The spectrum of disorders related to Candida overgrowth is wide. Candida albicans is an opportunistic yeast that is found in every healthy human being.
The problem with Candida overgrowth is that in the most extreme cases it can be deadly. (1)
Because Candida is native to the mouth, the gut, and the vaginal tract it is common to see Candida overgrowth in otherwise healthy individuals. (2) For example, if you are fighting the flu or are under more stress than usual, Candida overgrowth can show up as thrush in the mouth or as a vaginal yeast infection.
How Candida Invades Your Body
Once this yeast has the chance to dominate a region of the body, it can spread deeper into the tissue. This is especially problematic when it comes to the gut, the immune system, and lymph tissue that sits just beneath the gut in the abdominal cavity.
Keep in mind that the tissue that makes up the gut wall is semi-permeable: After all, nutrients need a way in. This makes the area specifically vulnerable to infection, inflammation, and disease.
How candida outwits our body’s defenses:
1. Candida is programmed to adhere to and invade our cells. Candida uses something called adhesins, which are a type of protein that is found in the cell wall of Candida. (3)
These adhesins function just as you may suspect: They help Candida to adhere to the surface of mucosal tissue. This mucosal tissue is found in places like the mouth, nose, gut, colon, and vaginal wall.
When Candida adheres to mucosal tissue, it creates damage and stimulates a response from the body’s immune system.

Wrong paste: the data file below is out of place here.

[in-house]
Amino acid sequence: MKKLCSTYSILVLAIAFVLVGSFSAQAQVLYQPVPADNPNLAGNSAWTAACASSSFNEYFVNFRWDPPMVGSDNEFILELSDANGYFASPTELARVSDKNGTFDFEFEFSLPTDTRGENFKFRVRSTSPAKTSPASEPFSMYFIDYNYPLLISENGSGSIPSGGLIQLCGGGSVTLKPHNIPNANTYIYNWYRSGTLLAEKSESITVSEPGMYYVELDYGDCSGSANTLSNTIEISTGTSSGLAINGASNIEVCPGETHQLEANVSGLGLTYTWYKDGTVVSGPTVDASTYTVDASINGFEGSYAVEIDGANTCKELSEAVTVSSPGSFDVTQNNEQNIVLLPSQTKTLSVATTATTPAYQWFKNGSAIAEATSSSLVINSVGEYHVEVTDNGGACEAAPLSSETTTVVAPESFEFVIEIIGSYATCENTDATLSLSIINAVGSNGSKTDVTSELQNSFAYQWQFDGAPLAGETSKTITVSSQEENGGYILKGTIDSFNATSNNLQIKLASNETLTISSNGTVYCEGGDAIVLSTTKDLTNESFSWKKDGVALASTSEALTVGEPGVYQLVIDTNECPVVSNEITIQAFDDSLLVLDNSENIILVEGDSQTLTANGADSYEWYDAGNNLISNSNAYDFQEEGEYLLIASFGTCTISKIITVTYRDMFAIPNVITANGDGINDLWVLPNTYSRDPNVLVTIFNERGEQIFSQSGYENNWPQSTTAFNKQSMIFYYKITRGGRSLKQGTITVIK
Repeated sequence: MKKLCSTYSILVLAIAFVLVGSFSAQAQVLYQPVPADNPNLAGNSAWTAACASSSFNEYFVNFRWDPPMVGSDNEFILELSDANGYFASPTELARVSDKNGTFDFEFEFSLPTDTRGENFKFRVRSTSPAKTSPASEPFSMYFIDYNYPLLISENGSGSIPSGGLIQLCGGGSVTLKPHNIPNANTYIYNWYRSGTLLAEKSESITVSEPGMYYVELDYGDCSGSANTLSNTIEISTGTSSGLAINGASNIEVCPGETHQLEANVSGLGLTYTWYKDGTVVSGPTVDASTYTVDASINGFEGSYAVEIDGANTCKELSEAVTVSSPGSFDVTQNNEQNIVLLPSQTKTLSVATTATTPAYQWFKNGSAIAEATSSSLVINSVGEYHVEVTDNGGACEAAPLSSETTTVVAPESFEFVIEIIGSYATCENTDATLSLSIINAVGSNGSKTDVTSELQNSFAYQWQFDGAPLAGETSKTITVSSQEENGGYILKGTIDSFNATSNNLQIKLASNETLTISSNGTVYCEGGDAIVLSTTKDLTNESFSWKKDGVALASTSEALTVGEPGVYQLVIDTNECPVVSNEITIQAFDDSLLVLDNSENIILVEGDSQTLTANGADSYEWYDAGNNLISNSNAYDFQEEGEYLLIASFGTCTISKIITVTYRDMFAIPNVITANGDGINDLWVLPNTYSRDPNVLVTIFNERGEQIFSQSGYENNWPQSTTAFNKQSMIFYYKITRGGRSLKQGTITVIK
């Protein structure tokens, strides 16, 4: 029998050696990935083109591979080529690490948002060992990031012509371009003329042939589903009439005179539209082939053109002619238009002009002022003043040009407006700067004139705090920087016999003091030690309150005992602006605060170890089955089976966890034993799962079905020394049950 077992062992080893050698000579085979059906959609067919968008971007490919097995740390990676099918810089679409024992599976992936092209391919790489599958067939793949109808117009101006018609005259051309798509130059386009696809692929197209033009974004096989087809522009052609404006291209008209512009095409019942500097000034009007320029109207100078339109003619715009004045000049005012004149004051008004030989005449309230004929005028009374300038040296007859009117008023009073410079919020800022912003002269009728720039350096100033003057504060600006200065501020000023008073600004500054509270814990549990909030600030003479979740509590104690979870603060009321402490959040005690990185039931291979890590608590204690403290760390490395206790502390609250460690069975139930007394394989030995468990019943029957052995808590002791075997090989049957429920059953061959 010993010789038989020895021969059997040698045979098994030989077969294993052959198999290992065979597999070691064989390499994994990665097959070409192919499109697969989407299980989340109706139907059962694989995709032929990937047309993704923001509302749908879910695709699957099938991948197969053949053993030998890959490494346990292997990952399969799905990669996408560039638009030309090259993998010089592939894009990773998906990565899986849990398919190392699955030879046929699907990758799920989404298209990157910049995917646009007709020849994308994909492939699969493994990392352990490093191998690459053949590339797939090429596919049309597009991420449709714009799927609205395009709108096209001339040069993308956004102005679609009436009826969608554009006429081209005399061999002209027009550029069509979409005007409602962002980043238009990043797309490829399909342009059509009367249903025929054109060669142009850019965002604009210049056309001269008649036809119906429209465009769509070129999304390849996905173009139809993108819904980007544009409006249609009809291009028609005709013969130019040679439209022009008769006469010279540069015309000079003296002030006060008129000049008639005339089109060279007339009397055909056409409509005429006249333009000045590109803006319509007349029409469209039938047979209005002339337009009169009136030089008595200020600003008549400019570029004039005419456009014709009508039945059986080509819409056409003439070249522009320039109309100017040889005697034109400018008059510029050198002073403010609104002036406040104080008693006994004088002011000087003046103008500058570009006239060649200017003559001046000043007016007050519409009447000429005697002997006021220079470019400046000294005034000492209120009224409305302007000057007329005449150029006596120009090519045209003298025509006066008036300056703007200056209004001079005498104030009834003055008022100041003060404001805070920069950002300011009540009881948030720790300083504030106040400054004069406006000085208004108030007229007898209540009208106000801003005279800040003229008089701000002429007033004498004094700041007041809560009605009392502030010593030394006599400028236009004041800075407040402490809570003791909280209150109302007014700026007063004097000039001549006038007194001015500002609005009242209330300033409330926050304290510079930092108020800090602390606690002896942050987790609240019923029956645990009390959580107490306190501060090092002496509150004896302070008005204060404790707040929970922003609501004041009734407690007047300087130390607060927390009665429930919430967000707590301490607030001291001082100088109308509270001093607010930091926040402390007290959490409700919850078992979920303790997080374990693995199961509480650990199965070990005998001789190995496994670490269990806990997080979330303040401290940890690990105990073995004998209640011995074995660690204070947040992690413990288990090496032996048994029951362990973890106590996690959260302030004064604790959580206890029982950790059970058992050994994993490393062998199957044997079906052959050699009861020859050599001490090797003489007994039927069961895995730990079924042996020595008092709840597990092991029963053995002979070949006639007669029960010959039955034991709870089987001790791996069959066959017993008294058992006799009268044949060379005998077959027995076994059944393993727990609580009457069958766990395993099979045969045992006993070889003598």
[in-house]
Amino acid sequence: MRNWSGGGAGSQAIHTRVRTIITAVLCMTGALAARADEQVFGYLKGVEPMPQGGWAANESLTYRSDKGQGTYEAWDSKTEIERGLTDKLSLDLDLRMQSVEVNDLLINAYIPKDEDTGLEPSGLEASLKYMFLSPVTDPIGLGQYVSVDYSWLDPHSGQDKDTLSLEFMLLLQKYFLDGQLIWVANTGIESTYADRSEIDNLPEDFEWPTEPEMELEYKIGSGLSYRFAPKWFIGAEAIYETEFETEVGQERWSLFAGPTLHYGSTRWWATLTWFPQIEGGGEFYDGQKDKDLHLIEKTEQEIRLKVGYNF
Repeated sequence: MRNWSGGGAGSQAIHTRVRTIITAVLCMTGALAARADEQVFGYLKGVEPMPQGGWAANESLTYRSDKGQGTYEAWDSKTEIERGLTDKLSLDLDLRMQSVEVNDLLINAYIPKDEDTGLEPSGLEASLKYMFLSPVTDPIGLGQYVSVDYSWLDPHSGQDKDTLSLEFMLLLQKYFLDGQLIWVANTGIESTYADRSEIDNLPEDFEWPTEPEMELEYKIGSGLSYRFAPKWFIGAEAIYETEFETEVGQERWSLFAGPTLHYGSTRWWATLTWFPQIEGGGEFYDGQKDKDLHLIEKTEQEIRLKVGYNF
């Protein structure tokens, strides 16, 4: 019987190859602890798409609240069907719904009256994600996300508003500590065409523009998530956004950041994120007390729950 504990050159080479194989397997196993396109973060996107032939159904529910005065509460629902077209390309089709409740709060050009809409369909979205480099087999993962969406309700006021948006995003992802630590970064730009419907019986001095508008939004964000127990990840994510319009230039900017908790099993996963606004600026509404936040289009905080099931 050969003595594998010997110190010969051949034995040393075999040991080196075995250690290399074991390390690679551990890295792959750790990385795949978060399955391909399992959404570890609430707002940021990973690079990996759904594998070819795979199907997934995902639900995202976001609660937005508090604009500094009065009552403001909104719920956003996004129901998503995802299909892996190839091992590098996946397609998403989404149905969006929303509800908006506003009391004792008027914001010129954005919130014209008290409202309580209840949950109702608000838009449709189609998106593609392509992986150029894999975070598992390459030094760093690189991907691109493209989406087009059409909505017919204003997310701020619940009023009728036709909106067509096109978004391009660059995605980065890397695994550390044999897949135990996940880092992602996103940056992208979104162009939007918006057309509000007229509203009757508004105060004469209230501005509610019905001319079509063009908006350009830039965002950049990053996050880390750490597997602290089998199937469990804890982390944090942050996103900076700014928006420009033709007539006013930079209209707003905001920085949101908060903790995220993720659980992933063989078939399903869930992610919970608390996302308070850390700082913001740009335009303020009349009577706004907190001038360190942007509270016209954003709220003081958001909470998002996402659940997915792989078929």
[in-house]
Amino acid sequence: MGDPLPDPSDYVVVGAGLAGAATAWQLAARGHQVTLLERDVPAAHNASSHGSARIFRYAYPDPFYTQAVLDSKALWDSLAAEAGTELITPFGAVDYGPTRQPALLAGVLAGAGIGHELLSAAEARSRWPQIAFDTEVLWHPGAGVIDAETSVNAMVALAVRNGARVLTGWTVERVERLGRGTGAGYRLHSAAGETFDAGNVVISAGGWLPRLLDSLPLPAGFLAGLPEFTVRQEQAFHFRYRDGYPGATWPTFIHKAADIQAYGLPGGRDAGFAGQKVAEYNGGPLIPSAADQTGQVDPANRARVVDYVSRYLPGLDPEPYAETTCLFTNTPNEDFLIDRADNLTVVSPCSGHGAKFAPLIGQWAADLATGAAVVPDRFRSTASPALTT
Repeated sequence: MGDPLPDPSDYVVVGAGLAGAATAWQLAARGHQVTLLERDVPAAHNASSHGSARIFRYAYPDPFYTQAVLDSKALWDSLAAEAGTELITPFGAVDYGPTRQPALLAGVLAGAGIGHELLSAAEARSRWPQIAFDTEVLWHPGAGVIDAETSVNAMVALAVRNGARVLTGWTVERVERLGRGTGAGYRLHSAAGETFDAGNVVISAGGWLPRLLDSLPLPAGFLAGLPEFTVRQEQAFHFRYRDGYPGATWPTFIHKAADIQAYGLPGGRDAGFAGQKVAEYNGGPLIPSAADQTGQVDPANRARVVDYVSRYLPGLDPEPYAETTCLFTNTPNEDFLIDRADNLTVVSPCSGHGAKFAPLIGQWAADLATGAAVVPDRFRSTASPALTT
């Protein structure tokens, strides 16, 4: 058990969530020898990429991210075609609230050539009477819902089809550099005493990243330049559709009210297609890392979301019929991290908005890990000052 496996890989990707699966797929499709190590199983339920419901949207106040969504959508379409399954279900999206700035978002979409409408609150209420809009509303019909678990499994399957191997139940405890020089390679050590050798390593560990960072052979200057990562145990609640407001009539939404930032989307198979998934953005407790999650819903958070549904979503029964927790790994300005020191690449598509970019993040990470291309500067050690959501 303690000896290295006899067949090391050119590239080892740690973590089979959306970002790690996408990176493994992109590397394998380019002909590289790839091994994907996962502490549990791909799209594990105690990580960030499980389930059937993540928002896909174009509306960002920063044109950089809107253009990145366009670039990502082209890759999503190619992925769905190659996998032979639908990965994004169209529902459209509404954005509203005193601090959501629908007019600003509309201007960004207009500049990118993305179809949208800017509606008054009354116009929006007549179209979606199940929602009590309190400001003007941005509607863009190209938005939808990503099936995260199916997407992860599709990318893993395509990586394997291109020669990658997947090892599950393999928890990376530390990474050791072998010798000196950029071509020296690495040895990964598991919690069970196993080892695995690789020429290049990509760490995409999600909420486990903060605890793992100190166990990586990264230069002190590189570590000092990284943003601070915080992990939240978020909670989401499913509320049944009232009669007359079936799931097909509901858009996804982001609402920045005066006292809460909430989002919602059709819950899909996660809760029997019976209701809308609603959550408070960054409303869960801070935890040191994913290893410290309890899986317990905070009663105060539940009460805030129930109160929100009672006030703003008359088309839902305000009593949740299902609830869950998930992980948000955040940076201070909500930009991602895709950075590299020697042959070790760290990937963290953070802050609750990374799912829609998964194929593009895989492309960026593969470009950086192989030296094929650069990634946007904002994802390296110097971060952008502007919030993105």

2. Candida thrives under stress. In a study done in 2011, scientists subjected Candida to a number of stressors.
These stressors were things like an increase of temperature, which mimics the body’s response to infection when it builds a fever. Communities of Candida were also exposed to oxidative stress and antifungal stress in the form of a common antifungal drug, called fluconazole. (4)
Rather than wither away, communities of Candida shuffled genes around and simply carried on.
Scientists marveled at two points: It seems that the greater the degree stress Candida experienced, the more it tailored itself to rise above the stress. Not only that, but the genetic adaptations that took place were specific to each stressor.
3. Candida finds a home just about anywhere in or on the human body! Our stomach acid is an extremely acidic environment for a reason—the low pH of stomach acid helps to protect our body from the onslaught of microorganisms that hitch a ride on our food each and every day. Even with acidic gastric juices, many of us come down with food poisoning or a gut infection.
However, whether it’s the sharply acidic environment of the stomach or the comfy and neutral terrain of the bloodstream, Candida knows how to make itself at home.
Candida releases ammonia into its environment whenever it sees fit. This means that Candida can manipulate its environment and adjust the pH of where it resides.
Unique to Candida is its ability to bounce between forms. Candida is a bit of a shape-shifter. When necessary it can be a rounded yeast cell or an elongated hyphal cell. Candida can also form spores.